community, we define the Served Ratio (SR) metric for Tas,
SR =
c
k=1
Cserved,k/c. To evaluate the efficiency of prosumers
in serving (a group of) consumers during T, we define the
Prosumers Beneficial Ratio (PBR), PBR =
c
k=1
CnotServed,k/p.
Low values of PBR imply efficient prosumer usage. For the
EASs that use priority sequences for consumer service, we use
Uniqueness Ratio (UR), which quantifies the service diversity
of a sharing strategy for (a group of) consumers for any
set of consecutive time intervals, denoted as TbTa, with
Ta, Tb[1, Tmax], UR =
Tb
T=Ta
c
k=1
CT
unique,k/c.
To quantify satisfaction regarding the service offered to a
consumer during a timespan T, we use the ratio of the amount
of energy given to a household (or a group) and its total
energy sought. We term this ratio Energy Ratio (ER) and, for a
consumer k, during T, the ER is defined as ERk=Eg,k/Ea,k .
When ER = 0, no energy is received. However, to evaluate
fairness in service we have to consider the priority that
every household possesses within its group. Under a priority
policy, the coverage of deficiency of every household impacts
differently the community. Prioritized households are more
important in terms of service and should receive higher
(a) Membership (b) Adaptability
Fig. 3: Temporal energy behaviors
amounts of energy than the rest. For a consumer k, applying a
weight that mirrors his/her significance in the community turns
ER into its weighted form, ERw,k =wkERk. To evaluate it,
we use the log2relation to define the Social Welfare (SW) for
any consumer k, SWk=wklog2(1 + ERk). However, SWk
cannot be characterized as high or low and thus fairness in
serving consumers according to their significance cannot be
evaluated by SW. It needs to be compared with the maximum
possible value of SWk. Obviously, when a consumer is fully
served ERk= 1, and then SWk,max =wk. Thus the metric to
characterize every consumer regarding the fairness in energy
allocation is the Social Welfare Ratio (SWR), defined as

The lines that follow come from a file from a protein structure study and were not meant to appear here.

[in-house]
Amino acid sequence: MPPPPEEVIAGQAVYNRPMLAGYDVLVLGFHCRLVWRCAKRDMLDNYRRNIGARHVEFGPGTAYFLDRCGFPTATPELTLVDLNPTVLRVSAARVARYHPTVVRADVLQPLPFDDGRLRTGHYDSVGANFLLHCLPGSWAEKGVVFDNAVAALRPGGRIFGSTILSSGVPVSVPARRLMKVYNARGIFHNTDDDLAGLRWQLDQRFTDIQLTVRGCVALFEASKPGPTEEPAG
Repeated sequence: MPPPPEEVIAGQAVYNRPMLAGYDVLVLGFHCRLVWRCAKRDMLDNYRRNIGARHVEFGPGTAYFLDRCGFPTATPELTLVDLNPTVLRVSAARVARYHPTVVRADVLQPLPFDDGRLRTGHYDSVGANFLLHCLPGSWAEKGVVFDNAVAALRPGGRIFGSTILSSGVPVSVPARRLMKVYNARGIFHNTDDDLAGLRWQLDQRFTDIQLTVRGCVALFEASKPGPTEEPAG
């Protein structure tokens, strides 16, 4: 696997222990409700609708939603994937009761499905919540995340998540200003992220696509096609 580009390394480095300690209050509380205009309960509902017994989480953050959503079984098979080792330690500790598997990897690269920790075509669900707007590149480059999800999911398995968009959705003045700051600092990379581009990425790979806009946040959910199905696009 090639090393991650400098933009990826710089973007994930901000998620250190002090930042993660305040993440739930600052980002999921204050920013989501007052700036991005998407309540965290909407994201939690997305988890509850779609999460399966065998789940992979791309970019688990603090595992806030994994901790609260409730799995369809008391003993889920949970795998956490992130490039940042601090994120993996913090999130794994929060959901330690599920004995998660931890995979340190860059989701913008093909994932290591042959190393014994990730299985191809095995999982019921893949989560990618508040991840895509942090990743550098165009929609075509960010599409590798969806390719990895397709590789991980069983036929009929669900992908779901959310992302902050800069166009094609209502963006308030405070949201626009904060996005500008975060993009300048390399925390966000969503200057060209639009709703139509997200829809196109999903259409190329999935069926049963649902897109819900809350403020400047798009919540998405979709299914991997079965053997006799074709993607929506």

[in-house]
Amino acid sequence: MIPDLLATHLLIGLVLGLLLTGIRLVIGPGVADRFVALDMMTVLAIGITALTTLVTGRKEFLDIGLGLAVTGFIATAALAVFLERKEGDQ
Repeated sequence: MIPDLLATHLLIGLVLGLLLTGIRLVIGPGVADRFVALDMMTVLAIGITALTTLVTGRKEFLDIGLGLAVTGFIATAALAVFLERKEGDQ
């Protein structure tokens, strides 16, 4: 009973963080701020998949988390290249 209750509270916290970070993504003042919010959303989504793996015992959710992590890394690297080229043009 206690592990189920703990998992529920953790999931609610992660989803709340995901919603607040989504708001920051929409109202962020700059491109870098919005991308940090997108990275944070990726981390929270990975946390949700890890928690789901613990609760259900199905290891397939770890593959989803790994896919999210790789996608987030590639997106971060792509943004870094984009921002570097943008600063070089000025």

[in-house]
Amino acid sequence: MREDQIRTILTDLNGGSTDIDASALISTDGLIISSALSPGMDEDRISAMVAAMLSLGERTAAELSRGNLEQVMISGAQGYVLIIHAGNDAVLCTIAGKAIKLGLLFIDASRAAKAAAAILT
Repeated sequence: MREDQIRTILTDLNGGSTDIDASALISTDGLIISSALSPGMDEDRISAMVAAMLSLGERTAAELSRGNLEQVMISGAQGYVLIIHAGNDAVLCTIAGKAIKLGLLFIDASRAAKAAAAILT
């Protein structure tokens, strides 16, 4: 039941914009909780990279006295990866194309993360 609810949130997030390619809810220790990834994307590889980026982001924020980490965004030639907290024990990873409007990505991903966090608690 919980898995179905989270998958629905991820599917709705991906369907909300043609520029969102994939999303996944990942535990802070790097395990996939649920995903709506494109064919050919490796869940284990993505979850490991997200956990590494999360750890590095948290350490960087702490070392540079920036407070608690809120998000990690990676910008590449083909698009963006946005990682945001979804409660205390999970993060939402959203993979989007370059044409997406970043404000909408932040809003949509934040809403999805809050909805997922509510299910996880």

SWRk=SWk/wk. In order to expand the individual-SW
to group-SW, or further, to SW for a whole community of c
consumers, we have, SWRc=
c
k=1
log2(1 + ERk).
VI. IM PL EM EN TATION RESULTS
We evaluate the temporal energy behavior of households
using membership and adaptability. In Fig. 3a, the x-axis
shows the clusters in terms of consumption; c1represents low
consumption and c5high. Further, the position of the clusters
on x-axis represents cluster centroids. The yearly membership
ratio for a household being in a particular cluster is θm.
In Fig. 3a, about 400 households consumed low amounts
of energy, out of which, 115 households were in c1for
more than 75% of the year (white). This result implies that
115 households can be prioritized by policies that focus on
low deficient consumers. In Fig. 3b, the x-axis presents the
beneficial cluster transitions in consumption. For a household,
the ratio of particular cluster transitions (x-axis) over all the
performed transitions is θt. Direct transitions between two
non-consecutive clusters (e.g., c3to c1) are rare, because they
demand higher energy regulation potential from the house-
holds. As shown in Fig. 3b, most of the households regulate
their consumption between c1, c2, and c3; this explains the
higher numbers of households in these clusters (Fig. 3a).
In Fig. 4a and Fig. 4b, we present SR for different target
groups of consumers, created based on energy deficiency and
size. These groups are served for three consecutive months,
using round-robin and greedy EASs. As seen in Fig. 4b,
round-robin EAS serves households from different groups–
not only from the prioritized ones. Moreover, under the round-
robin strategy, because of the repositioning of highly deficient
(a) Greedy (b) Round-robin
Fig. 4: Average SR according to different priority policies
(a) PBR (b) UR
Fig. 5: Prosumer usage – Service diversity (week 38-49)
consumers at the end of the service sequence, high deficiency
and large size priority policies serve more households. The
opposite happens for the policies prioritizing small and less
deficient consumers. In Fig. 5a and Fig. 5b, we evaluate how
efficiently the prosumers are used (PBR) and how diverse
is the consumer service. Note that the lowest values present
the most efficient behaviors as the PBR metric is related to
the consumers not served weekly by the prosumers. Among